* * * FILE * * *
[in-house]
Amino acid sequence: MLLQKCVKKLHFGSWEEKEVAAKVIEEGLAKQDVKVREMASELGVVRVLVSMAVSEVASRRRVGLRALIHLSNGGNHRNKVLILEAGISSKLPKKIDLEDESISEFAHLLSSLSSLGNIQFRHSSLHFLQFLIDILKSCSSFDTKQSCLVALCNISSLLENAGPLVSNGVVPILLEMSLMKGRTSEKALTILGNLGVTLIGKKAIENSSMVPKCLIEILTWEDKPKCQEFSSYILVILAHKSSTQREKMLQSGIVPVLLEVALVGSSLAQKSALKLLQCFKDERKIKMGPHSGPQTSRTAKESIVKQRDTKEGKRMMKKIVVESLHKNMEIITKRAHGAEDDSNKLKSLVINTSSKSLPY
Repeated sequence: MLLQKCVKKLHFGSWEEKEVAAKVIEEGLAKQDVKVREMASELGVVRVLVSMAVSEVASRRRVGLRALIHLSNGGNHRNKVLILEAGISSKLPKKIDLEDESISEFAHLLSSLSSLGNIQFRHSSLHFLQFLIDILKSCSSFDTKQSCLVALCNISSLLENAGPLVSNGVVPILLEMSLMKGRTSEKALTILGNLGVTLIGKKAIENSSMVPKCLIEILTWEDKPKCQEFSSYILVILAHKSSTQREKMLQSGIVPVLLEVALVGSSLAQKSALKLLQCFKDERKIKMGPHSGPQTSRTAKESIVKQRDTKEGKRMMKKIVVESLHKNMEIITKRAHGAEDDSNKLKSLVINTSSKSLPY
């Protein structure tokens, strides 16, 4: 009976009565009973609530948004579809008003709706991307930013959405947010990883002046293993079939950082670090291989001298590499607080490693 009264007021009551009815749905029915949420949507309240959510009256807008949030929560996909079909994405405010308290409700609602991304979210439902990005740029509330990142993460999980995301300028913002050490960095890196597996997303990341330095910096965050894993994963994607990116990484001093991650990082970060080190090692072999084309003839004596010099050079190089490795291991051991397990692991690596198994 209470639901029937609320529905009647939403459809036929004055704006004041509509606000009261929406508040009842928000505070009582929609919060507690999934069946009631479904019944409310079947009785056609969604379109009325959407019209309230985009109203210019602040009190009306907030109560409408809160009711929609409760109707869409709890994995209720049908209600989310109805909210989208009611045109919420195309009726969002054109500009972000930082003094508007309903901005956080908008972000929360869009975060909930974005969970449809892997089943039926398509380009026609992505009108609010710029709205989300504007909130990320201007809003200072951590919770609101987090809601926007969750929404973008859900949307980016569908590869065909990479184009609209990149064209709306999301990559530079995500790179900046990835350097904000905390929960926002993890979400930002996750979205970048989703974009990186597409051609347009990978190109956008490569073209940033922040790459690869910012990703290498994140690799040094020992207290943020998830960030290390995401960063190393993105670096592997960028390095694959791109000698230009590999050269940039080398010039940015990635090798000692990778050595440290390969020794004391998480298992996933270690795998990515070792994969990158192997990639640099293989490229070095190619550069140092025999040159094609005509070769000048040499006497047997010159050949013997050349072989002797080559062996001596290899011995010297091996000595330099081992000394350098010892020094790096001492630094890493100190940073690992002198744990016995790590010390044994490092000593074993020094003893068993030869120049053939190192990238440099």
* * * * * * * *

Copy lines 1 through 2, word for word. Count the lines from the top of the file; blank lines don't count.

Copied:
[in-house]
Amino acid sequence: MLLQKCVKKLHFGSWEEKEVAAKVIEEGLAKQDVKVREMASELGVVRVLVSMAVSEVASRRRVGLRALIHLSNGGNHRNKVLILEAGISSKLPKKIDLEDESISEFAHLLSSLSSLGNIQFRHSSLHFLQFLIDILKSCSSFDTKQSCLVALCNISSLLENAGPLVSNGVVPILLEMSLMKGRTSEKALTILGNLGVTLIGKKAIENSSMVPKCLIEILTWEDKPKCQEFSSYILVILAHKSSTQREKMLQSGIVPVLLEVALVGSSLAQKSALKLLQCFKDERKIKMGPHSGPQTSRTAKESIVKQRDTKEGKRMMKKIVVESLHKNMEIITKRAHGAEDDSNKLKSLVINTSSKSLPY